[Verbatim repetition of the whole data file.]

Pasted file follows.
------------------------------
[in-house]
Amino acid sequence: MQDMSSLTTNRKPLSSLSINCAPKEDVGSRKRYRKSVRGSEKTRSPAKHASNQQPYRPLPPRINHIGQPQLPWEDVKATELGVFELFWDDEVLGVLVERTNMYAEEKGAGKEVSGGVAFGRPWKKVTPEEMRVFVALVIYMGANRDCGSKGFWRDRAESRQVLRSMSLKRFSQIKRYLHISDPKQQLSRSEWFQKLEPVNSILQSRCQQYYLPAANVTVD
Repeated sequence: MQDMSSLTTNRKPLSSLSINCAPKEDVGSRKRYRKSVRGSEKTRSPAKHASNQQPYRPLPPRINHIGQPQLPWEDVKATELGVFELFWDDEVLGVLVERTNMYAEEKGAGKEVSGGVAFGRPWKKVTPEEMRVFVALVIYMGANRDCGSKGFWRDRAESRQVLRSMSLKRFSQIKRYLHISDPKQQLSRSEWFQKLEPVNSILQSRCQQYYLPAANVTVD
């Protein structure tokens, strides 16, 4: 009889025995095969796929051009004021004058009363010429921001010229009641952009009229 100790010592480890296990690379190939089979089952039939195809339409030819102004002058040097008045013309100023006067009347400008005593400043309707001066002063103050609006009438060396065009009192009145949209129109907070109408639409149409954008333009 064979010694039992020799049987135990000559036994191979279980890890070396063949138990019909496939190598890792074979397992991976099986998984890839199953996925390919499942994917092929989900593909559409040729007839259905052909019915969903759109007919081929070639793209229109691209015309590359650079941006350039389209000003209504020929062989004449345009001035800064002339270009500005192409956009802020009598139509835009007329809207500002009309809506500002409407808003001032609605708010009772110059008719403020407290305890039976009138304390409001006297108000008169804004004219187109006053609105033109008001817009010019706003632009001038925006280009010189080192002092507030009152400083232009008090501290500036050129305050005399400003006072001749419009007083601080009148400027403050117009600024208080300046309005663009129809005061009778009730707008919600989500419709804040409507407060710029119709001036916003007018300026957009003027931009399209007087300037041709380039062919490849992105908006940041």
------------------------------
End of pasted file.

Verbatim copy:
[in-house]
Amino acid sequence: MQDMSSLTTNRKPLSSLSINCAPKEDVGSRKRYRKSVRGSEKTRSPAKHASNQQPYRPLPPRINHIGQPQLPWEDVKATELGVFELFWDDEVLGVLVERTNMYAEEKGAGKEVSGGVAFGRPWKKVTPEEMRVFVALVIYMGANRDCGSKGFWRDRAESRQVLRSMSLKRFSQIKRYLHISDPKQQLSRSEWFQKLEPVNSILQSRCQQYYLPAANVTVD
Repeated sequence: MQDMSSLTTNRKPLSSLSINCAPKEDVGSRKRYRKSVRGSEKTRSPAKHASNQQPYRPLPPRINHIGQPQLPWEDVKATELGVFELFWDDEVLGVLVERTNMYAEEKGAGKEVSGGVAFGRPWKKVTPEEMRVFVALVIYMGANRDCGSKGFWRDRAESRQVLRSMSLKRFSQIKRYLHISDPKQQLSRSEWFQKLEPVNSILQSRCQQYYLPAANVTVD
């Protein structure tokens, strides 16, 4: 009889025995095969796929051009004021004058009363010429921001010229009641952009009229 100790010592480890296990690379190939089979089952039939195809339409030819102004002058040097008045013309100023006067009347400008005593400043309707001066002063103050609006009438060396065009009192009145949209129109907070109408639409149409954008333009 064979010694039992020799049987135990000559036994191979279980890890070396063949138990019909496939190598890792074979397992991976099986998984890839199953996925390919499942994917092929989900593909559409040729007839259905052909019915969903759109007919081929070639793209229109691209015309590359650079941006350039389209000003209504020929062989004449345009001035800064002339270009500005192409956009802020009598139509835009007329809207500002009309809506500002409407808003001032609605708010009772110059008719403020407290305890039976009138304390409001006297108000008169804004004219187109006053609105033109008001817009010019706003632009001038925006280009010189080192002092507030009152400083232009008090501290500036050129305050005399400003006072001749419009007083601080009148400027403050117009600024208080300046309005663009129809005061009778009730707008919600989500419709804040409507407060710029119709001036916003007018300026957009003027931009399209007087300037041709380039062919490849992105908006940041």